In those days I wasn’t much bothered about the areas of life in which I was standing still. There was always the alibi: “After all,” I said to myself, “I’m far too busy with much more important matters.” That was my near perfect prescription for comfort and complacency.

But sometimes I would simply have to look at certain situations where, on the face of them, I was doing very badly. Right away, a rousing rebellion would set in. Then the search for excuses would become frantic. “These,” I would exclaim, “are really a good man’s faults.” When that pet gadget finally broke apart, I would think, “Well, if those people would only treat me right, I wouldn’t have to behave the way I do.” Next in order was this: “God well knows that I do have awful compulsions. I just can’t get over this one. So He will have to release me.” At last came the time when I would shout, “This, I positively will not do; I won’t even try.” Of course my conflicts went right on mounting because I was simply loaded with excuses and refusals.

When these troubles had finally exhausted me enough, there was yet another escape. I would commence to wallow in the bog of guilt. Here pride and rebellion would give way to depression. Though the variations were many, my main theme always was, “How god-awful I am.” Just as I had exaggerated my modest attainments by pride, so now I would exaggerate my defects through guilt. I would race about, confessing all (and a great deal more!) to whoever would listen. Believe it or not, I took that to be great humility on my part, and I counted this as my sole remaining asset and consolation!

During those bouts with guilt, there was never a decent regret for the harms I had done, nor was there any serious thought of making such restitution as I could. The idea of asking God’s forgiveness, let alone any forgiveness of myself, never occurred to me. Of course my really big liability–spiritual pride and arrogance–was not examined at all. I had shut out the light by which I might have seen it.

Today I think I can trace a clear linkage between my guilt and my pride. Both of them were certainly attention-getters. In pride I could say, “Look at me, I am wonderful.” In guilt I would moan, “I’m awful.” Therefore guilt is really the reverse side of the coin of pride. Guilt aims at self-destruction and Pride aims at the destruction of others.

This is why I see humility for today as that safe and secure stance midway between these violent emotional extremes. It is a quiet place where I can keep enough perspective, and enough balance to take my next small step up the clearly marked road that points toward eternal values.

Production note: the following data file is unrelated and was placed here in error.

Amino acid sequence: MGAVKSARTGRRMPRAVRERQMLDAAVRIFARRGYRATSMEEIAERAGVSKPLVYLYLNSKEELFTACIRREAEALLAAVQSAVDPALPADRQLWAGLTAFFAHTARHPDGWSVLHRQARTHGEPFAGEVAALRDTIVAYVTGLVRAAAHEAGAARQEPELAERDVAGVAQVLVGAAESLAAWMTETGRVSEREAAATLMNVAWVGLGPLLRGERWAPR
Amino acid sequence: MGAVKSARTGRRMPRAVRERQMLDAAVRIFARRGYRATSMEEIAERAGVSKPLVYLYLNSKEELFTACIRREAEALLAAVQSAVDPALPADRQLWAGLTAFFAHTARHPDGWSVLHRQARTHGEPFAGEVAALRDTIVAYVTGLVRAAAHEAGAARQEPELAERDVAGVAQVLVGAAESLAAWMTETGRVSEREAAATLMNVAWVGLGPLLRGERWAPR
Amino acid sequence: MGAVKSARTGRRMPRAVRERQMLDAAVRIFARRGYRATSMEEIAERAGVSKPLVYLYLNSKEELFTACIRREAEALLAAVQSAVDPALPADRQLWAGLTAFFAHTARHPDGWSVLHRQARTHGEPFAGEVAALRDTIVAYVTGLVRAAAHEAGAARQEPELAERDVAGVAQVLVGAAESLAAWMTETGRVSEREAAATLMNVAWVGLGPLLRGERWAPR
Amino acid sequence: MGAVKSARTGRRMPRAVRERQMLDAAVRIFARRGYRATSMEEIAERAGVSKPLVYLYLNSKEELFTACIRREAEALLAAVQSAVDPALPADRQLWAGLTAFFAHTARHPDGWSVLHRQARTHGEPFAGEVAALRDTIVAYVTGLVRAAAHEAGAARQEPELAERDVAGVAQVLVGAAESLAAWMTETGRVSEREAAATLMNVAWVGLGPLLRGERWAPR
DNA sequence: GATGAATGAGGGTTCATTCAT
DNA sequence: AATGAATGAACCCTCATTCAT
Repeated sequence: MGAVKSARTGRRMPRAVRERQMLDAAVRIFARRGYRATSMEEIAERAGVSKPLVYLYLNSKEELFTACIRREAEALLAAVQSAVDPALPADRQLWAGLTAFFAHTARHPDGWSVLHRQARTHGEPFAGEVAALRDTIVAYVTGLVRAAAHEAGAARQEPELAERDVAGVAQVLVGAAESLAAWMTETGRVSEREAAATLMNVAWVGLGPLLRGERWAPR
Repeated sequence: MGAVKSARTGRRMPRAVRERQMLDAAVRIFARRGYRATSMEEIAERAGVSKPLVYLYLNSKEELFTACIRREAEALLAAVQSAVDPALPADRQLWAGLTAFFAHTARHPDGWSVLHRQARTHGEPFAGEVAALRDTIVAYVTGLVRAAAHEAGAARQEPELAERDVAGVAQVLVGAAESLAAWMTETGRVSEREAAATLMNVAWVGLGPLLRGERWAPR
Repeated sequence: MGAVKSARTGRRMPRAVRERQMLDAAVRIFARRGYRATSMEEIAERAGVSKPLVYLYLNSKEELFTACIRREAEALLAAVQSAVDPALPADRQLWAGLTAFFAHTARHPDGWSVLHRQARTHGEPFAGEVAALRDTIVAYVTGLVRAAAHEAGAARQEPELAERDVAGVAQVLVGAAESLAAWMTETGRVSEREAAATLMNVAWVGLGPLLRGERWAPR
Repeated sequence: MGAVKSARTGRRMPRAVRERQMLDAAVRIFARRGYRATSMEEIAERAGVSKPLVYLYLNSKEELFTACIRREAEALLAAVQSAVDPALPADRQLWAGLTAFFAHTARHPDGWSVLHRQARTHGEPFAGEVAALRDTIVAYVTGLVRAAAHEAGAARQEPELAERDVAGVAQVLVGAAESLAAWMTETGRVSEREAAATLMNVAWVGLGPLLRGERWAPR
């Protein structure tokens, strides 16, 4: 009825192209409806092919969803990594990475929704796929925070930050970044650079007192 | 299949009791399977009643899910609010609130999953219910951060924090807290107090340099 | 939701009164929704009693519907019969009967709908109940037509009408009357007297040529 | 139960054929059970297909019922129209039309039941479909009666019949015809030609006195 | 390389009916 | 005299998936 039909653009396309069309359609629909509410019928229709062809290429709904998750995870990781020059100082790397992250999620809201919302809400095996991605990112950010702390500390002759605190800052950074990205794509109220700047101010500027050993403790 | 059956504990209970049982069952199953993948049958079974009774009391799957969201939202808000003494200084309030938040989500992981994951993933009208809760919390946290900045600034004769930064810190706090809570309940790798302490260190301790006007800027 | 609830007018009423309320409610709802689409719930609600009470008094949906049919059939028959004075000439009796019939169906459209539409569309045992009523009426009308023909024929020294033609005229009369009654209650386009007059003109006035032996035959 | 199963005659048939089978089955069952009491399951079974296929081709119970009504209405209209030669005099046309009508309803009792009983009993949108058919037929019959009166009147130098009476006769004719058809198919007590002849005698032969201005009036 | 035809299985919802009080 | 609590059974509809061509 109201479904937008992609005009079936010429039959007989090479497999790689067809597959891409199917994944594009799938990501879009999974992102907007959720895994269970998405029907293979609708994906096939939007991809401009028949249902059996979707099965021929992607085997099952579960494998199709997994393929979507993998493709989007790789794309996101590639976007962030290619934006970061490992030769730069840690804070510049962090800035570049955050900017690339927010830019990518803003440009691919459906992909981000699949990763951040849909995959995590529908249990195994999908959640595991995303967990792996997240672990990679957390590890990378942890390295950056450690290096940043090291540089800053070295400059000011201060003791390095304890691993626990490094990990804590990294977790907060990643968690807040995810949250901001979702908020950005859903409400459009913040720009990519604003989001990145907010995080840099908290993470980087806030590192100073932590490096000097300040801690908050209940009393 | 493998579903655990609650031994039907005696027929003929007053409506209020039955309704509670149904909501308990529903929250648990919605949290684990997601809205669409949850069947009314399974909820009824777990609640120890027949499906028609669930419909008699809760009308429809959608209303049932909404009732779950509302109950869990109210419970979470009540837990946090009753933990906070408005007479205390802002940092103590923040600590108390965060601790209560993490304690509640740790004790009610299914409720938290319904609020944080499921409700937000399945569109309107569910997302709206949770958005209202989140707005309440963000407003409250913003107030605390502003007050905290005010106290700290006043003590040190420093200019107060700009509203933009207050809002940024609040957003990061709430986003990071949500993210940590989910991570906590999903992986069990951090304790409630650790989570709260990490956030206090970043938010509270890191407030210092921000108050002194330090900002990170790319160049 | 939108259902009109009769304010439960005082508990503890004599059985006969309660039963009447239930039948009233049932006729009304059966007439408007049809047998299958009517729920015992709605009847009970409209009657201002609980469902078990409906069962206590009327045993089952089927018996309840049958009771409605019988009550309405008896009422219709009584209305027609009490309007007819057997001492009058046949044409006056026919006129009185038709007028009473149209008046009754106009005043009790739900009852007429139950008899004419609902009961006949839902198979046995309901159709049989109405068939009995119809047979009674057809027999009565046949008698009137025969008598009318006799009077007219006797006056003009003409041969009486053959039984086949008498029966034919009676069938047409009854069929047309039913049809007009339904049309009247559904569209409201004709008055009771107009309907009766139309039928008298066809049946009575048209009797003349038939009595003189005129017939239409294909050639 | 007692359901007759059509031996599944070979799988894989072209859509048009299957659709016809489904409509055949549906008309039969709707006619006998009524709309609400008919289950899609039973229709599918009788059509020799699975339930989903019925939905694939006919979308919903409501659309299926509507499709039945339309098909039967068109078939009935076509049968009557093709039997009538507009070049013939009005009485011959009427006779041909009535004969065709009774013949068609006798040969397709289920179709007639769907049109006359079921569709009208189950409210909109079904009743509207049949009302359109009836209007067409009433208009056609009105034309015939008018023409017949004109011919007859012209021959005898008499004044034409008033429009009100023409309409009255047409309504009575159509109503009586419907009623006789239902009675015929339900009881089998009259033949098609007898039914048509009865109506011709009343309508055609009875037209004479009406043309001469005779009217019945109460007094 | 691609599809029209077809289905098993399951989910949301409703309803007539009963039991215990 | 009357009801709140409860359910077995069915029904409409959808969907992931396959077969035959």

Many of us have experienced far greater emotional gyrations than I. Others have experienced less. But all of us still have them at times. Yet I think we need not regret these conflicts. They seem to be a necessary part of growing up, emotionally and spiritually. They are the raw material out of which much of our progress has to be made.

Does anyone ask if AA is but a retching pit of pain and conflict? The answer is “Certainly not.” In great measure, we AAs have really found peace. However haltingly, we have managed to attain an increasing humility whose dividends have been serenity and legitimate joy. We do not detour as much or as far as we once did.

At the outset of this meditation, it was thought that absolute ideals are far beyond our attainment, or even our comprehension; that we would be sadly lacking in humility if we really felt that we could achieve anything like absolute perfection in this brief span of earthly existence. Such a presumption would certainly be the acme of spiritual pride.

Reasoning thus, many people will have no truck at all with absolute spiritual values. Perfectionists, they say, are either full of conceit because they fancy they have reached some impossible goal, or else they are swamped in self-condemnation because they have not done so.

Yet I think that we should not hold this view. It is not the fault of great ideals that they are sometimes misused and so become shallow excuses for guilt, rebellion and pride. On the contrary, we cannot grow very much unless we constantly try to envision what the eternal spiritual values are. As Step Eleven of AA’s recovery program says, we Sought through prayer and meditation to improve our conscious contact with God as we understood Him, praying only for knowledge of His will for us and the power to carry that out. This surely means that we ought to look toward God’s Perfection as our guide rather than as a goal to be reached in any foreseeable time.

I’m sure, for instance, that I ought to seek out the finest definition of humility that is possible for me to envision. This definition doesn’t have to be absolutely perfect–I am only asked to try. Suppose I choose one like this: “Perfect humility would be a state of complete freedom from myself, freedom from all the claims that my defects of character now lay so heavily upon me. Perfect humility would be a full willingness, in all times and places, to find and do the will of God.”

When I meditate upon such a vision, I need not be dismayed because I shall never attain it, nor need I swell with presumption that one of these days its virtues shall all be mine.

I only need to dwell on the vision itself, letting it grow and ever more fill my heart. This done, I can compare it with my last-taken personal inventory. Then I get a sane and healthy idea of where I actually stand on the Highway to Humility. I see that my journey toward God has scarce begun. As I thus get down to my right size and stature, my self-concern and importance become amusing. Then faith grows that I do have a place on this Highway; that I can advance upon it with deepening peace and confidence. Once more I know that God is good; that I need fear no evil. This is a great gift, this knowledge that I do have a destiny.

As I continue to contemplate God’s Perfection, I discover still another joy. As a child, hearing my first symphony, I was lifted up into its indescribable harmony, though I knew little of how or whence it came. So today, when I listen for God’s Music of the Spheres, I can now and again hear those divine chords by which I am told that the Great Composer loves me–and that I love Him.


Wilson, William.  The Language of the Heart.  New York: AA Grapevine, Inc. 1988.  Print.  Reprinted.